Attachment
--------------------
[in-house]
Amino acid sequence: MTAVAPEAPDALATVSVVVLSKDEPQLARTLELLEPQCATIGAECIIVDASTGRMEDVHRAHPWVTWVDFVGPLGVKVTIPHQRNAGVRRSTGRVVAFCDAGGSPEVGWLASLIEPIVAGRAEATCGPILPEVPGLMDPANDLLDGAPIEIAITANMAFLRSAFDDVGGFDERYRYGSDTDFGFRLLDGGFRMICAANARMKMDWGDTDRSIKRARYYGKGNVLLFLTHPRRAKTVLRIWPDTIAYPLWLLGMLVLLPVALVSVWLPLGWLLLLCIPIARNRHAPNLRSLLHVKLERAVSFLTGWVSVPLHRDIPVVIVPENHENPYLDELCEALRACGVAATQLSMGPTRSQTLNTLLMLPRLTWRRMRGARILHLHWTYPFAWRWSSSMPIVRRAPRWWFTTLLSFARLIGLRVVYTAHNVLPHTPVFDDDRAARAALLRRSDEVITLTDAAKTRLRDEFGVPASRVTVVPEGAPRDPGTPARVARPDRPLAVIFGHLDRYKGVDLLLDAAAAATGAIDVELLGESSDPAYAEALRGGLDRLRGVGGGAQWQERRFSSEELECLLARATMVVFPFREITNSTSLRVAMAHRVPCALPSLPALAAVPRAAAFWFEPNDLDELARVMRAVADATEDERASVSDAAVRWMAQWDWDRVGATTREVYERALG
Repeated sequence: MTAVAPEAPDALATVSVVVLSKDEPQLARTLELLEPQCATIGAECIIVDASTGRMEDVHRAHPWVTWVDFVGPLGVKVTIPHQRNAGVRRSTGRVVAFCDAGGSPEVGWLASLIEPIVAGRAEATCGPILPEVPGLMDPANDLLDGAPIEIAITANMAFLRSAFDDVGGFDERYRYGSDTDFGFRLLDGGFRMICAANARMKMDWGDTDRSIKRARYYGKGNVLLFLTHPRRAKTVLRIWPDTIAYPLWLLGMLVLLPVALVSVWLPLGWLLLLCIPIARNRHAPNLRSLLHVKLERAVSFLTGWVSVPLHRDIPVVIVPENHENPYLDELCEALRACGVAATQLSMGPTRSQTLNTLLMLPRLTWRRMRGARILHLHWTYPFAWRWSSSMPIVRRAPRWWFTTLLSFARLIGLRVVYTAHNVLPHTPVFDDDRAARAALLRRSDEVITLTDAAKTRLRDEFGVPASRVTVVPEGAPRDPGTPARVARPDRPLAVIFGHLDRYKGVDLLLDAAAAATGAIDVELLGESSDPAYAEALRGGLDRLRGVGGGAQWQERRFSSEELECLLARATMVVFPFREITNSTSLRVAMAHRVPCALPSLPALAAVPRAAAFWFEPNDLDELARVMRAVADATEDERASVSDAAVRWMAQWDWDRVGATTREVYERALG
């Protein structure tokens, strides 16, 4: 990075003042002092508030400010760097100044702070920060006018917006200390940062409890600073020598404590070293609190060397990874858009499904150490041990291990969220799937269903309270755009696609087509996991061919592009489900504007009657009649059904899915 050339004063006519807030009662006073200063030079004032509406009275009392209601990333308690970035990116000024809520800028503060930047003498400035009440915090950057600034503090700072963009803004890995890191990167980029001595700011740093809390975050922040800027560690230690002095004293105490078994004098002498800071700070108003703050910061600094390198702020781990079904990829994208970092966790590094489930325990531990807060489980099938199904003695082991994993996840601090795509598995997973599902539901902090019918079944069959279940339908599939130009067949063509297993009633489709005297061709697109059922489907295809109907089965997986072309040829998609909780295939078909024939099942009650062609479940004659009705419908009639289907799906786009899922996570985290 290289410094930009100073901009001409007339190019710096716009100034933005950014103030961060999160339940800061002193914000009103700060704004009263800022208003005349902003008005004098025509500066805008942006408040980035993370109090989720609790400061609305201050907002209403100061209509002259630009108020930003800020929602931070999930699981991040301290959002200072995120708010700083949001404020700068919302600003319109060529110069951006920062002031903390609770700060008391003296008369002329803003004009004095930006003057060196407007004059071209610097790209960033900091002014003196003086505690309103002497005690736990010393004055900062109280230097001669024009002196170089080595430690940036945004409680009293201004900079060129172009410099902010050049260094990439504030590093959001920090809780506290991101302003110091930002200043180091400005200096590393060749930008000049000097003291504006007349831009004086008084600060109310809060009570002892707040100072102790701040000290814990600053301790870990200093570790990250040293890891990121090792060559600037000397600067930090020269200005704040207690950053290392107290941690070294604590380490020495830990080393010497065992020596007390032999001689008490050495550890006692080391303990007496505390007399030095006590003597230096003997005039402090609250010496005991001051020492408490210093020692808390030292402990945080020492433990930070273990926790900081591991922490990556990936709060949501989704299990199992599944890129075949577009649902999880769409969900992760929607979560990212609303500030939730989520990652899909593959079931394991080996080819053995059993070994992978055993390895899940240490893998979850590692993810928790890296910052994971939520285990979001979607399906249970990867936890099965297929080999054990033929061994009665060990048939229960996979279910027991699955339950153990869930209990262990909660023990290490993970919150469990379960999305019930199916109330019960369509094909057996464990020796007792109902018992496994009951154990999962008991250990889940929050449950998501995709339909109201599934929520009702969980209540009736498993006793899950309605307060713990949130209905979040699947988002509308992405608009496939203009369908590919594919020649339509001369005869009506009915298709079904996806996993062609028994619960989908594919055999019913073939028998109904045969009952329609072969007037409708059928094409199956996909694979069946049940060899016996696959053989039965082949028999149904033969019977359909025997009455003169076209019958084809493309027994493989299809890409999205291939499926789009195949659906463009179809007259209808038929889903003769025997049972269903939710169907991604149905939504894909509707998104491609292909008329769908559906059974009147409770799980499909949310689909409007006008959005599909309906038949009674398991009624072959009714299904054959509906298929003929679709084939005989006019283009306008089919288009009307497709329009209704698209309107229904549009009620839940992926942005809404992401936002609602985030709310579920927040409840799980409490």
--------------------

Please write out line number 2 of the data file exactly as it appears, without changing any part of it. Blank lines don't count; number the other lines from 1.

Amino acid sequence: MTAVAPEAPDALATVSVVVLSKDEPQLARTLELLEPQCATIGAECIIVDASTGRMEDVHRAHPWVTWVDFVGPLGVKVTIPHQRNAGVRRSTGRVVAFCDAGGSPEVGWLASLIEPIVAGRAEATCGPILPEVPGLMDPANDLLDGAPIEIAITANMAFLRSAFDDVGGFDERYRYGSDTDFGFRLLDGGFRMICAANARMKMDWGDTDRSIKRARYYGKGNVLLFLTHPRRAKTVLRIWPDTIAYPLWLLGMLVLLPVALVSVWLPLGWLLLLCIPIARNRHAPNLRSLLHVKLERAVSFLTGWVSVPLHRDIPVVIVPENHENPYLDELCEALRACGVAATQLSMGPTRSQTLNTLLMLPRLTWRRMRGARILHLHWTYPFAWRWSSSMPIVRRAPRWWFTTLLSFARLIGLRVVYTAHNVLPHTPVFDDDRAARAALLRRSDEVITLTDAAKTRLRDEFGVPASRVTVVPEGAPRDPGTPARVARPDRPLAVIFGHLDRYKGVDLLLDAAAAATGAIDVELLGESSDPAYAEALRGGLDRLRGVGGGAQWQERRFSSEELECLLARATMVVFPFREITNSTSLRVAMAHRVPCALPSLPALAAVPRAAAFWFEPNDLDELARVMRAVADATEDERASVSDAAVRWMAQWDWDRVGATTREVYERALG